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Flight Over the Hudson

Wilbur Wright was a prudent man. Before flying over New York City’s harbor on the morning of September 29, 1909, Wright fastened a red canoe to the underside of his Model A biplane, figuring the canoe would transform the Model A into a makeshift floatplane should he need to make a water landing. Wr...

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Wilbur Wright was a prudent man. Before flying over New York City’s harbor on the morning of September 29, 1909, Wright fastened a red canoe to the underside of his Model A biplane, figuring the canoe would transform the Model A into a makeshift floatplane should he need to make a water landing.

Wright was in New York for the Hudson-Fulton Celebration, a two-week event that marked the 102nd anniversary of Robert Fulton’s steamboat voyage to Albany and the 300th anniversary of Henry Hudson’s 1609 sail through the river that was named for him. While his brother, Orville, was in Europe promoting their latest airplane designs, Wilbur agreed to fly at the Hudson-Fulton event after organizers promised him $15,000 for a flight of 10 miles or one hour’s duration, plus $1,000 for expenses (the expense money would be his even if he was unable to fly due to weather or mechanical problems). And—just to make things interesting—the Hudson-Fulton Committee on Aeronautics asked the Wright brothers’ arch rival, fellow airplane designer Glenn Curtiss, to fly, promising him $5,000 for a 20-mile roundtrip flight from Governors Island to Grant’s tomb in Riverside Park, New York. (At the time, the Wrights were engaged in a patent infringement suit against Curtiss).



Model A with canoe. Credit: NASM

At 10:18 a.m., Wright created one of those incredible New York moments by flying from Governors Island to nearby Bedloe’s Island (now known as Liberty Island), where he circled the Statue of Liberty before landing back at Governors five minutes later. While Wright was in the air, the harbor waters churned with the passage of ferries, tugs, ocean liners, and military ships, and the crews and passengers of these vessels weren’t the only ones looking skyward: Thousands of spectators lined the banks of the Hudson and lower Manhattan for a chance to witness history in the making. The next day, the New York Times wrote: “Going far to the rear of the statue, Mr. Wright circled in nearer the goddess on the south side, passing it, as he said afterward, within 25 feet and directly over the breakwater of the island. A seagull, flying past the statue, was overtaken by the man-made flier, and the gull, as if outdone, dipped down far under the big silvery wings above it.”

The Times also reported that after Wright touched down back at Governors Island, the throngs of onlookers “took a long breath and yelled, not with nice dignity, perhaps, but with exultant excitement. Downtown New York had seen its first real aeroplane flight.”



Last Wednesday, nearly 100 years after Wright’s triumph in New York Harbor, Weber Shandwick, a public relations firm, organized a press event to draw attention to the aerial history made during the Hudson-Fulton Celebration of 1909. On hand were Amanda Wright Lane, great grand niece of Wilbur and Orville, champion aerobatic pilot Patty Wagstaff, and noted Wright brothers historian Tom Crouch, who is a senior curator at the National Air and Space Museum. At 1:30 p.m. under an overcast sky, Lane, Wagstaff, and Crouch boarded a helicopter, along with several reporters, and made a low-altitude flight past the Statue of Liberty and Governors Island to see the city as Wright had seen it a hundred years prior. Crouch, who has written about other early aviators flying past Lady Liberty, said the experience was “more than cool.”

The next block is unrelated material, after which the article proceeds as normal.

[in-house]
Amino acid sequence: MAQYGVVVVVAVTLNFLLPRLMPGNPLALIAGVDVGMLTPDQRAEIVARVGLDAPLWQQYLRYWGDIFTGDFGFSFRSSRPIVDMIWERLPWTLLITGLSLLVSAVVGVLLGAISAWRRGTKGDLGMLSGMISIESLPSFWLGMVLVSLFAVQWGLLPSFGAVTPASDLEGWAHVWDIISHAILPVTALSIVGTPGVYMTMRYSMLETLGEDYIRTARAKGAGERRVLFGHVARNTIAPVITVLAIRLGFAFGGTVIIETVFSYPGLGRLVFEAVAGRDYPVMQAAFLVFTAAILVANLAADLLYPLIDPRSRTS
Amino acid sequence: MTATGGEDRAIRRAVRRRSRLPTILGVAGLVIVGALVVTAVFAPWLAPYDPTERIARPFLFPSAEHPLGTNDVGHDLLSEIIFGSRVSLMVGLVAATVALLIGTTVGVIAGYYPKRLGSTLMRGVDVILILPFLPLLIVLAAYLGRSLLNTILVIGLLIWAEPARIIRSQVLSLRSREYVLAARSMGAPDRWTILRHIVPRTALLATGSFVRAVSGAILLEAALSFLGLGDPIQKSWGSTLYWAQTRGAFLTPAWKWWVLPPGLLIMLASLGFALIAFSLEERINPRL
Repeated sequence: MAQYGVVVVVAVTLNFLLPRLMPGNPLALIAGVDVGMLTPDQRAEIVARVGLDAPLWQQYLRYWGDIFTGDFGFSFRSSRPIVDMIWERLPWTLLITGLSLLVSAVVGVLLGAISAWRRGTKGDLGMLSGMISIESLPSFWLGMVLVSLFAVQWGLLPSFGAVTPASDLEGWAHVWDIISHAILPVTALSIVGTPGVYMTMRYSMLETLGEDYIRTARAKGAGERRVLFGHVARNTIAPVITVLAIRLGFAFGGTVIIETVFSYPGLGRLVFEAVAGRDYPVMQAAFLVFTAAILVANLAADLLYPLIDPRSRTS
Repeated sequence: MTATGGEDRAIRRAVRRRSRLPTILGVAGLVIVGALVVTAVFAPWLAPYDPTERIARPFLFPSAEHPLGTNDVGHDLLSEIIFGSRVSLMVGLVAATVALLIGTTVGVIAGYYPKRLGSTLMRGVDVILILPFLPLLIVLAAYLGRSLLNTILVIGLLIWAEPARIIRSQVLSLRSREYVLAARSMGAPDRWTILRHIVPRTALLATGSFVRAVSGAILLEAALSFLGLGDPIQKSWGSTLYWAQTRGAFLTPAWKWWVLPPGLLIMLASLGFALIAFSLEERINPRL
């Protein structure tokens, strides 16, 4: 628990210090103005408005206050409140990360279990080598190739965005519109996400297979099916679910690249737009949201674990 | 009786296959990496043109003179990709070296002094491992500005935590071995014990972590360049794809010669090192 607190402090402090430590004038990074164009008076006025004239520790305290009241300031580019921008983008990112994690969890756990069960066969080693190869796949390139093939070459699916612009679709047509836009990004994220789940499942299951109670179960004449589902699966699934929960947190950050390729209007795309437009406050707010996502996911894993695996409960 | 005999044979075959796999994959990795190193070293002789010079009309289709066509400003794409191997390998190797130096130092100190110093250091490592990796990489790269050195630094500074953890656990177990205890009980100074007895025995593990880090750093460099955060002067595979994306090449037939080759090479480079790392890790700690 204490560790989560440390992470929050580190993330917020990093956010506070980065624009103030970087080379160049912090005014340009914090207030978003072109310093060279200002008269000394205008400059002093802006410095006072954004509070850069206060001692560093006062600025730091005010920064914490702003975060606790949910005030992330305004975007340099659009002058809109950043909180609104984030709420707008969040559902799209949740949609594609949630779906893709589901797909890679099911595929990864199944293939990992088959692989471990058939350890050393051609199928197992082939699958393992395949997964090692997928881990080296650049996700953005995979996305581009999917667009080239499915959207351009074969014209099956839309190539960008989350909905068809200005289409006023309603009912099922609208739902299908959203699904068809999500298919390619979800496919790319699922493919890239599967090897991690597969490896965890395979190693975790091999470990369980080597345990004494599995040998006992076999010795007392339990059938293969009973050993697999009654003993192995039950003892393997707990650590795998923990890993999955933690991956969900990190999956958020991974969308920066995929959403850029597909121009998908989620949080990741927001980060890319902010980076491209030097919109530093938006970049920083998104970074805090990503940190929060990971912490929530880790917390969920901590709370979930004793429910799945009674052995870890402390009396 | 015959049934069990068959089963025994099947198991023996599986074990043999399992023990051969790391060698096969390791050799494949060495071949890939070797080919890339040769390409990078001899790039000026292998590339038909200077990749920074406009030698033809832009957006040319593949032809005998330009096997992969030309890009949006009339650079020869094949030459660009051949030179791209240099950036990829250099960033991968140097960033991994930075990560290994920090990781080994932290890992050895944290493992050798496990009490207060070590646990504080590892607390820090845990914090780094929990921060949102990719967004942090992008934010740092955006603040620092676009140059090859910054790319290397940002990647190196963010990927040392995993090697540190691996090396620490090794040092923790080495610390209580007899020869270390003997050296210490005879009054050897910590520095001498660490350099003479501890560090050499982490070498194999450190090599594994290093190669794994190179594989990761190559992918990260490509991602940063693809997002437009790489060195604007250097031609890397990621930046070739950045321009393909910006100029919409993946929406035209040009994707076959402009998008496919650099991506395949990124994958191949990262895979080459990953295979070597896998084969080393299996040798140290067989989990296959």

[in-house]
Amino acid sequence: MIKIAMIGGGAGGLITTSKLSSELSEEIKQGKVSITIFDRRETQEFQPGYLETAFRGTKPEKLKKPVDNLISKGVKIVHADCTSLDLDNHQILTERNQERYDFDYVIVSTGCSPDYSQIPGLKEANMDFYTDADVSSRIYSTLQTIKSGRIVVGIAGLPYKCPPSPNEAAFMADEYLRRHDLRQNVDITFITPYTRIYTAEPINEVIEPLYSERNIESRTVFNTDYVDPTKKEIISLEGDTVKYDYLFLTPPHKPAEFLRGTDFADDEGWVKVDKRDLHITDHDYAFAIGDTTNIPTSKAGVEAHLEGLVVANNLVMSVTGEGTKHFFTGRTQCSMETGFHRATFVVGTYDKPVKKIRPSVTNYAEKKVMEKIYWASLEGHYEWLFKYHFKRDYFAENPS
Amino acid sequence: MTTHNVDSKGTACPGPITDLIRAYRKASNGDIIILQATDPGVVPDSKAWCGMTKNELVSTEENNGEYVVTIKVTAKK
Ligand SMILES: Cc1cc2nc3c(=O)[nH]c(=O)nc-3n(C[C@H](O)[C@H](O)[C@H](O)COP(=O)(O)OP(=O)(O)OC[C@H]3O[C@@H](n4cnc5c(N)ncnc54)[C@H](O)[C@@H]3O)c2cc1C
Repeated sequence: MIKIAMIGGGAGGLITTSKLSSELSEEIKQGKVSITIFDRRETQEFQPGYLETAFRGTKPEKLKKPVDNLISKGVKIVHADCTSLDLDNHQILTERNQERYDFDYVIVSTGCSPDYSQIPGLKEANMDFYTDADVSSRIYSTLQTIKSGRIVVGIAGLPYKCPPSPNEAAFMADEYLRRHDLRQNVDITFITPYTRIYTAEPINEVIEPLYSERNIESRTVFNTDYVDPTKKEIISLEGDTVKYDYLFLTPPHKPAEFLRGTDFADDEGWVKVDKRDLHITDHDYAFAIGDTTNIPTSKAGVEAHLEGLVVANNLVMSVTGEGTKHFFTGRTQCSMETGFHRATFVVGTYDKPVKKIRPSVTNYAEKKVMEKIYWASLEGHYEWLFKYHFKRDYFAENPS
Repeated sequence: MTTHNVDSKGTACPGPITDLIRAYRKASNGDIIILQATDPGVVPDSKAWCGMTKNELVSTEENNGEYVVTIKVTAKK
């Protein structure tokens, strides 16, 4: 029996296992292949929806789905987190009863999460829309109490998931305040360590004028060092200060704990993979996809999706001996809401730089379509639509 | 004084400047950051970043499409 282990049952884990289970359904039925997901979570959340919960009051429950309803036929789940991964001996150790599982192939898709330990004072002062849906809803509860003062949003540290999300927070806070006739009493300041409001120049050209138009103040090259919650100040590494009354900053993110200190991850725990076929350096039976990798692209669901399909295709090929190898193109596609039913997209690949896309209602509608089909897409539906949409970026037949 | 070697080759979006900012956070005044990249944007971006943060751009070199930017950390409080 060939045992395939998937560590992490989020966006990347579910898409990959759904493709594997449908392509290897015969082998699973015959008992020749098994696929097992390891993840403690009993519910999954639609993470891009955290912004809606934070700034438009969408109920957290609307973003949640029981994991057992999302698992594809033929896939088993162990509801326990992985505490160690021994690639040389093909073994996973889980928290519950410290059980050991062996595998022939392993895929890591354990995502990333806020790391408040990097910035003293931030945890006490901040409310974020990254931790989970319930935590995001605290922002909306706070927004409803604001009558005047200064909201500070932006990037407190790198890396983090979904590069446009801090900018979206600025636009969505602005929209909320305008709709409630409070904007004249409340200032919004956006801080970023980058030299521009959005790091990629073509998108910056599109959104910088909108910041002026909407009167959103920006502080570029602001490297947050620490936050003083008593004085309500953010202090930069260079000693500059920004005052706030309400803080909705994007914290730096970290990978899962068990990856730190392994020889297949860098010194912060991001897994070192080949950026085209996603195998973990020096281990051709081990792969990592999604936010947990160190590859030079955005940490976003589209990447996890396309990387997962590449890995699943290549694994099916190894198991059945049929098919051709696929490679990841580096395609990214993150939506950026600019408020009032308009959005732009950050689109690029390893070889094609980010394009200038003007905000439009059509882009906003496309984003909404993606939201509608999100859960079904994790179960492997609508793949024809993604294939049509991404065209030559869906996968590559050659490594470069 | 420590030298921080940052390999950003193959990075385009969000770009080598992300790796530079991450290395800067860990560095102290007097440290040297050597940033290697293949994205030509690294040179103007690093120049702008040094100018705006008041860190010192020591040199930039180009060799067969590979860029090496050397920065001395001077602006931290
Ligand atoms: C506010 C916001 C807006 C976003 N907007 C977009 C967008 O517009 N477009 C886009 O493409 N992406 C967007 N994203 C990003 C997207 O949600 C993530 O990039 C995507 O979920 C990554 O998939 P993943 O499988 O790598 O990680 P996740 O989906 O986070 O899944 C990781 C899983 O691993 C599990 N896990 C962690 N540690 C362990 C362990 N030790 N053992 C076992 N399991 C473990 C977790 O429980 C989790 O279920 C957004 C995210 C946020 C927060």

Curtiss, however, would not be so fortunate: Not only did he not make it to the Statue of Liberty on September 29, he barely made it off of Governors Island. Taking off in the gusts that flowed over the harbor throughout the day, Curtiss’ airplane was too underpowered to safely plow through the turbulent air, and after traveling only 300 yards, he quickly landed. Curtiss again tried—and failed—to make a substantial flight, and October 2, he left New York City.

Wright had ended up making three glorious flights on September 29, but he wasn’t done yet. He still needed to make a flight of at least 10 miles or one hour in duration if he wanted to collect the $15,000 payoff from event organizers. What route would he choose? Well, the flight Curtiss had been expected to fly—from Governors Island to Grant’s tomb and back—was 20 miles. Perhaps we shouldn’t be surprised that Wright chose the Grant’s tomb run, a flight twice as long as he needed to make. It seems that Wright couldn’t resist the opportunity to show up Curtiss, who had made such a feeble display of his own airplane’s capabilities.



On October 4, at 9:53 a.m., Wright took off in his canoe-outfitted biplane, a life preserver at his feet. As hundreds of thousands of New Yorkers cheered him on, he flew along the Hudson to Grant’s tomb, returning to Governors Island 33 minutes later. Wright had just made the first long flight over U.S. waters, a gutsy move that earned him the prize money. “There was also a huge psychological payoff,” says historian Crouch. “Wilbur made the flight for which Curtiss had contracted. That must have been enormously satisfying.”

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